EMBASSY OF INDONESIA, PRETORIA
The Beauty of Batik and Seshewshwe: A Collaboration of Creativity in South African Bride Fashion Design
Batik diplomacy has again achieved its concrete results through women’s fashion design competition made from Batik. The competition, which is a pilot project and takes the theme “The Beauty of Batik and Seshweshwe: A Collaboration of Creativity in South African Bride Fashion Design” was organized by the Indonesian Embassy (KBRI) in Pretoria in the form of a collaboration with the North Pretoria Vocational College (Tshwane North TVET College).
The competition processes has been held since September 2020 in commemoration of the South African Heritage Day on 24 September 2020 and Batik Day in Indonesia which falls on 2 October 2020. In just a short period, 8 (eight) students from Tshwane North TVET College have successfully completed the design in the form of a South African wedding dress which is a combination of Batik with the traditional South African fabrics, Seshweshwe, and was presented before the Jury in 2 (two) stages. The first stage was held on 19 November 2020 by the South African Jury and on 25 November 2020 at the at the Indonesian Embassy in Pretoria chaired by Mrs. Umi Salman Al Farisi, the wife of the Indonesian Ambassador to South Africa, His Excellency Mr. Salman Al Farisi.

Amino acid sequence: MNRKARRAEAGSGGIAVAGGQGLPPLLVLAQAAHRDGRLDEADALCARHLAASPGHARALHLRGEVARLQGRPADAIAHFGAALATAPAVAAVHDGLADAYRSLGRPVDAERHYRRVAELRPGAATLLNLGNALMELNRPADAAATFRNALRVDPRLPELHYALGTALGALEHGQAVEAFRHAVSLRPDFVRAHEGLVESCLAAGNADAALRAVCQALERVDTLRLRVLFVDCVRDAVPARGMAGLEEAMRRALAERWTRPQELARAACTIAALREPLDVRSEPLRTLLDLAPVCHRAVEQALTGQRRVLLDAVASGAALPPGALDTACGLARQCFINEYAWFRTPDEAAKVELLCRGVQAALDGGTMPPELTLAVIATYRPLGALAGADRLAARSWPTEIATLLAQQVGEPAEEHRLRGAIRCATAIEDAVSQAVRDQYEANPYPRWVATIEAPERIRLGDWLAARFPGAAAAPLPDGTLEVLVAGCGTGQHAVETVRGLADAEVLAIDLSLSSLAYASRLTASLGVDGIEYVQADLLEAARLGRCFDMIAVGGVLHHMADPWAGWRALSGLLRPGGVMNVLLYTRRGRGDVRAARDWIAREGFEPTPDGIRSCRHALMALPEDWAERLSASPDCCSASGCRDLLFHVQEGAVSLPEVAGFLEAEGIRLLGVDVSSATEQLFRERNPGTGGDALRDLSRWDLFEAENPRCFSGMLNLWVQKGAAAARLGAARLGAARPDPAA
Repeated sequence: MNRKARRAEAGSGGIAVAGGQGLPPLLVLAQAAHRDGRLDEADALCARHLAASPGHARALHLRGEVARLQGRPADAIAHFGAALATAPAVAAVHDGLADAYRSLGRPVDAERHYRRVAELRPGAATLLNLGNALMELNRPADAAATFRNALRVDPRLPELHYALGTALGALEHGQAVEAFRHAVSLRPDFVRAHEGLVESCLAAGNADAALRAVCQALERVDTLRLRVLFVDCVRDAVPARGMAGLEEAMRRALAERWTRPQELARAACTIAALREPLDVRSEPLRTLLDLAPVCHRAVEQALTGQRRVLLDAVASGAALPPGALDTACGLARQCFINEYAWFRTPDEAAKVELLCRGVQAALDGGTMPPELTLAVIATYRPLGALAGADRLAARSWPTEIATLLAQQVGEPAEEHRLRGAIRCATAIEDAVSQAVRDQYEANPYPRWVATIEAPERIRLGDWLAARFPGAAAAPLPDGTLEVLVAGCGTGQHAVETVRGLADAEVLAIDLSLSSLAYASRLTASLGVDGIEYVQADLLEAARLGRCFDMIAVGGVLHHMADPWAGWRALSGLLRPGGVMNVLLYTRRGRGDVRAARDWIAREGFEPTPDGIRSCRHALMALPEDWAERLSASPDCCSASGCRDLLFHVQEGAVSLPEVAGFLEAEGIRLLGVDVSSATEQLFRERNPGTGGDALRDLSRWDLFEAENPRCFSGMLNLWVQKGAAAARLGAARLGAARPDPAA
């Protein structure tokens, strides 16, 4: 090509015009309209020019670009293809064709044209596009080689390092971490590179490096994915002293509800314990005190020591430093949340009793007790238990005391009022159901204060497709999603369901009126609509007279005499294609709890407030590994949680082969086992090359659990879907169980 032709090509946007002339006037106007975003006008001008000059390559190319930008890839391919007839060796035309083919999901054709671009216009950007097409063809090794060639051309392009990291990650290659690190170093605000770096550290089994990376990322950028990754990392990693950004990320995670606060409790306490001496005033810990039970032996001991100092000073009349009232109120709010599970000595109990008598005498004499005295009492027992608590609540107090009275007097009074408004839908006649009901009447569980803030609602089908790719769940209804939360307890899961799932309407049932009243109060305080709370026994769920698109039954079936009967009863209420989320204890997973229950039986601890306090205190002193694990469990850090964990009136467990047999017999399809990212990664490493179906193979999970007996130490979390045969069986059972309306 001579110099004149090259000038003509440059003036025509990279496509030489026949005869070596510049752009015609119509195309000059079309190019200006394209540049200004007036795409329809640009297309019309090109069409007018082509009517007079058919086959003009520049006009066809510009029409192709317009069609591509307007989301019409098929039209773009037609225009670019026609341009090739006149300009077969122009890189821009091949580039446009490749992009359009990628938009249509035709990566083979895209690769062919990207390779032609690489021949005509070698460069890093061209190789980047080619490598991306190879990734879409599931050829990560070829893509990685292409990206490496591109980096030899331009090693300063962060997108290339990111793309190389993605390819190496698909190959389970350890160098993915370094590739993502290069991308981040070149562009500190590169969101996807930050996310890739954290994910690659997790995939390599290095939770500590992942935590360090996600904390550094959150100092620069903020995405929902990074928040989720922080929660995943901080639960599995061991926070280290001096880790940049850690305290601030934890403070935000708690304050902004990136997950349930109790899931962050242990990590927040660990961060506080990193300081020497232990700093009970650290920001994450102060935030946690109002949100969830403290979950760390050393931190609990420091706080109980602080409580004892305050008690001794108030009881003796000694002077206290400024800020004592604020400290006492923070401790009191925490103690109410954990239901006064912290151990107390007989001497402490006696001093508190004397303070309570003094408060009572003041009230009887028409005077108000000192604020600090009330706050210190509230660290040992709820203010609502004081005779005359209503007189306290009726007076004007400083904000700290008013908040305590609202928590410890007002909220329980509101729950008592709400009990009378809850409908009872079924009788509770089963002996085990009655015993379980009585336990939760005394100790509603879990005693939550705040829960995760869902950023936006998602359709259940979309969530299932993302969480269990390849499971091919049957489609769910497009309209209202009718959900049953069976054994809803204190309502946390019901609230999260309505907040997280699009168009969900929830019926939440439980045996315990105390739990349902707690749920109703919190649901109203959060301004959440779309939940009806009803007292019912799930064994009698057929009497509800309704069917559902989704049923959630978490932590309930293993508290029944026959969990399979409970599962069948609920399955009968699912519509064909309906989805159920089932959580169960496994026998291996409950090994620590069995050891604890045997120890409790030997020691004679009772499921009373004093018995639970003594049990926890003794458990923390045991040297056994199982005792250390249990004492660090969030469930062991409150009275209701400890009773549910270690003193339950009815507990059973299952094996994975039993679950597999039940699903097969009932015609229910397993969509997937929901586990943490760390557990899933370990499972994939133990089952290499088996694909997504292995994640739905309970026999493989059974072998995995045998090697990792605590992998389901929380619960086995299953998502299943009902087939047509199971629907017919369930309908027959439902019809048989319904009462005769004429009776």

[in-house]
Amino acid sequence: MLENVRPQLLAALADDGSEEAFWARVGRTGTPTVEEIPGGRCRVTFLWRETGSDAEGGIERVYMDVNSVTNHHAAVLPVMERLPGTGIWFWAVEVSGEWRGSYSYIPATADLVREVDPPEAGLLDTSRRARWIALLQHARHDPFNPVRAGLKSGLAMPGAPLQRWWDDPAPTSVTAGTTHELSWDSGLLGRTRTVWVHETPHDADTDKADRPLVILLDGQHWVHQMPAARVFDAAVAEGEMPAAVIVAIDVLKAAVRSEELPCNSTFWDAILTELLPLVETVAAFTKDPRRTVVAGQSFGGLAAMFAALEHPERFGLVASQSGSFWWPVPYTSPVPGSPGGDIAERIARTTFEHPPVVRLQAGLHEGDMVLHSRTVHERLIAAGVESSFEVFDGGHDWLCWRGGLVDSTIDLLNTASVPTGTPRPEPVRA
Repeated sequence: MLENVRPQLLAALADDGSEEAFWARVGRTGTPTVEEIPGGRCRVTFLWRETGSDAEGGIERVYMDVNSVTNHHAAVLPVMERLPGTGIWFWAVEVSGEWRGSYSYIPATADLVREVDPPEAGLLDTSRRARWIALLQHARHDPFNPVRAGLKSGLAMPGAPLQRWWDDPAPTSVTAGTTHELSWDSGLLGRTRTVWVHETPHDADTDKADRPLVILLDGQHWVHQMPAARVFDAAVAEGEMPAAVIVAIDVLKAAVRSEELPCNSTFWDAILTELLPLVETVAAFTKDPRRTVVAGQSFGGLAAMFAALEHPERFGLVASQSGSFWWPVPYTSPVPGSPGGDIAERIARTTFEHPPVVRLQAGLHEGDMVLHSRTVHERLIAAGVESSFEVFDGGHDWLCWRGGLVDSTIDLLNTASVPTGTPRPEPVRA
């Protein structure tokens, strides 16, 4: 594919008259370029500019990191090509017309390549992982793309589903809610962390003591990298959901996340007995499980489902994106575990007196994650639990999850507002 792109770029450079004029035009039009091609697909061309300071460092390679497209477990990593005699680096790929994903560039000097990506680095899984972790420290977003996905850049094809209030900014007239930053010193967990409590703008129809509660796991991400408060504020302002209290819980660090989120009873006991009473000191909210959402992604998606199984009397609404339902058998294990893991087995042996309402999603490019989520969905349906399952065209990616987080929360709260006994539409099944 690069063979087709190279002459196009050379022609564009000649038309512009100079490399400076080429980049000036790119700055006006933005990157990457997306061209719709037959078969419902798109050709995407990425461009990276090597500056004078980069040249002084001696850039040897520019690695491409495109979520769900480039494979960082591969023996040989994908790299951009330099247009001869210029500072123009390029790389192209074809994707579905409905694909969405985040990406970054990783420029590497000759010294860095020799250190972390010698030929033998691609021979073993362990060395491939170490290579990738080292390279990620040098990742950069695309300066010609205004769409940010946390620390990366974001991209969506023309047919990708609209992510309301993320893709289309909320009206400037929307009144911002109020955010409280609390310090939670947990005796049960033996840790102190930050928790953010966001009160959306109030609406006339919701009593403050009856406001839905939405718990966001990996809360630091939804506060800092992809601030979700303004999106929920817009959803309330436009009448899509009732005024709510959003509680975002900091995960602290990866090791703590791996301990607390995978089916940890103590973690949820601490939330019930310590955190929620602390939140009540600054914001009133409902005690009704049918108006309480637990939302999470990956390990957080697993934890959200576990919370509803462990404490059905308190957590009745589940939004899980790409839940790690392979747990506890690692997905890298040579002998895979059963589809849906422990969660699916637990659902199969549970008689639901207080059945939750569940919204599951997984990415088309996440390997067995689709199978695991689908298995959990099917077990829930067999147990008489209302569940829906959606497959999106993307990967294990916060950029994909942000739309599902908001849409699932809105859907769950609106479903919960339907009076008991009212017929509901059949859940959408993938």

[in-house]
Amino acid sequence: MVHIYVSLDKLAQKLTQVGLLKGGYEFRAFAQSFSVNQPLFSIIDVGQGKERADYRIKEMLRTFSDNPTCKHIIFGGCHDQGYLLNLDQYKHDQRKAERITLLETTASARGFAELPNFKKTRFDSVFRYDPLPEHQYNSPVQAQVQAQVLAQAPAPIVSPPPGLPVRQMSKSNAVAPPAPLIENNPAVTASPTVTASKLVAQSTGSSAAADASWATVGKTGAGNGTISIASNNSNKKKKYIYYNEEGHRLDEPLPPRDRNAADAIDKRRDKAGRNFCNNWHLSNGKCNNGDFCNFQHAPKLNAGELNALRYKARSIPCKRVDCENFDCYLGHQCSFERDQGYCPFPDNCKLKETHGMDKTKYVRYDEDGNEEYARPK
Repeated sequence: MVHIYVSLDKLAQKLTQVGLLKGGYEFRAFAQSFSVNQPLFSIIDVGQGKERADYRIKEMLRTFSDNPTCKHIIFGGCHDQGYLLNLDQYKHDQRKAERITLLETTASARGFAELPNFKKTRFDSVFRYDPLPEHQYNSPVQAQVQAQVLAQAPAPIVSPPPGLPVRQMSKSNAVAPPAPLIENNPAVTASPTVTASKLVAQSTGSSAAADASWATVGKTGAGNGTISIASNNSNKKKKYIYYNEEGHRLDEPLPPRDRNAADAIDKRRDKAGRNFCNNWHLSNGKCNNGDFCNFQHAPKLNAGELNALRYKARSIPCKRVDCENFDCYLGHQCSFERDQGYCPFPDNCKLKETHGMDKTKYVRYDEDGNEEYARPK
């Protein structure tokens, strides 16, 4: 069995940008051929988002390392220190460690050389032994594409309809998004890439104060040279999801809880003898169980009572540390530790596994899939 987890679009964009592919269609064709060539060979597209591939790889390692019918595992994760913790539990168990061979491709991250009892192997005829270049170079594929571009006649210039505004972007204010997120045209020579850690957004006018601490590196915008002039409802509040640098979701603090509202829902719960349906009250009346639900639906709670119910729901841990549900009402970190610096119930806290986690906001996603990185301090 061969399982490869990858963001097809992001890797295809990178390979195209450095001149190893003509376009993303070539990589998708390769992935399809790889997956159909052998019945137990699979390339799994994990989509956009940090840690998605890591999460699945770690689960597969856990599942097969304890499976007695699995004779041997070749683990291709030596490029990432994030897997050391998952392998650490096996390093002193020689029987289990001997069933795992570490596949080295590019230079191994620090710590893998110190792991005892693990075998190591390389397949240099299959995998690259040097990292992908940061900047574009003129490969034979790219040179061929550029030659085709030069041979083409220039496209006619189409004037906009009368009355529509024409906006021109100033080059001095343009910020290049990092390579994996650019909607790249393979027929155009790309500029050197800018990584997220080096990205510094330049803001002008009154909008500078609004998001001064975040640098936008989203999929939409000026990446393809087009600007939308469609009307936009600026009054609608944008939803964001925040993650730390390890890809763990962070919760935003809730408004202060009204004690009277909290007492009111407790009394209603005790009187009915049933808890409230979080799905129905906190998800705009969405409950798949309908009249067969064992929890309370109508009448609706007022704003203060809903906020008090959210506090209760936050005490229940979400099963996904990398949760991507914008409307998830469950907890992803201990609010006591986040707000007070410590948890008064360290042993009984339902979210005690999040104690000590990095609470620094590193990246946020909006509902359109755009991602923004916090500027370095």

The students’ designs were based on their research on Batik and Indonesian women’s fashion in general. They were also inspired by the diversity of Indonesian and South African cultures, as well as the combination of patterns and cultural philosophies background of Batik. The First Winner was Ms. Petronella Makgeta who designed a Batik wedding dress with a Rangrang pattern and the second winner was Ms. Rasekgwalo Minicent which uses Batik Betawi patterns.
In his remarks, the Ambassador of the Republic of Indonesia to the Republic of South Africa, H.E. Mr. Salman Al Farisi stated that “the nobility of students in this activity is not just merely participating in a competition, but the courage to combine two cultures that have grown for centuries in Indonesia and South Africa”. Ambassador Salman Al Farisi further added that the wedding dress, which is a combination of Batik and Seshweshwe, conveys a message of harmony between the peoples and nations of Indonesia and South Africa, which have been in support for each other and working together in a partnership.
The holding of a women’s fashion design competition using a combination of Batik materials and traditional Seshweshwe fabrics is the first collaborative activity held by the Indonesian Embassy in Pretoria targeting the young South African generation who have great potential and competencies in creating their designs.
It should be noted, however, that in South Africa Batik has only been acknowledged as men’s clothing and has its own historical meaning for the people of South Africa. Batik is popularly known by the people of South Africa as the Madiba Shirt which is the nickname of the anti-apartheid warrior figure and former South African President, Nelson Mandela, who always wears Batik in every occasion and bring the nation’s trademark colourful Batik shirts to the world.
Pretoria, 26th November 2020
(Source : Embassy of Indonesia, Pretoria)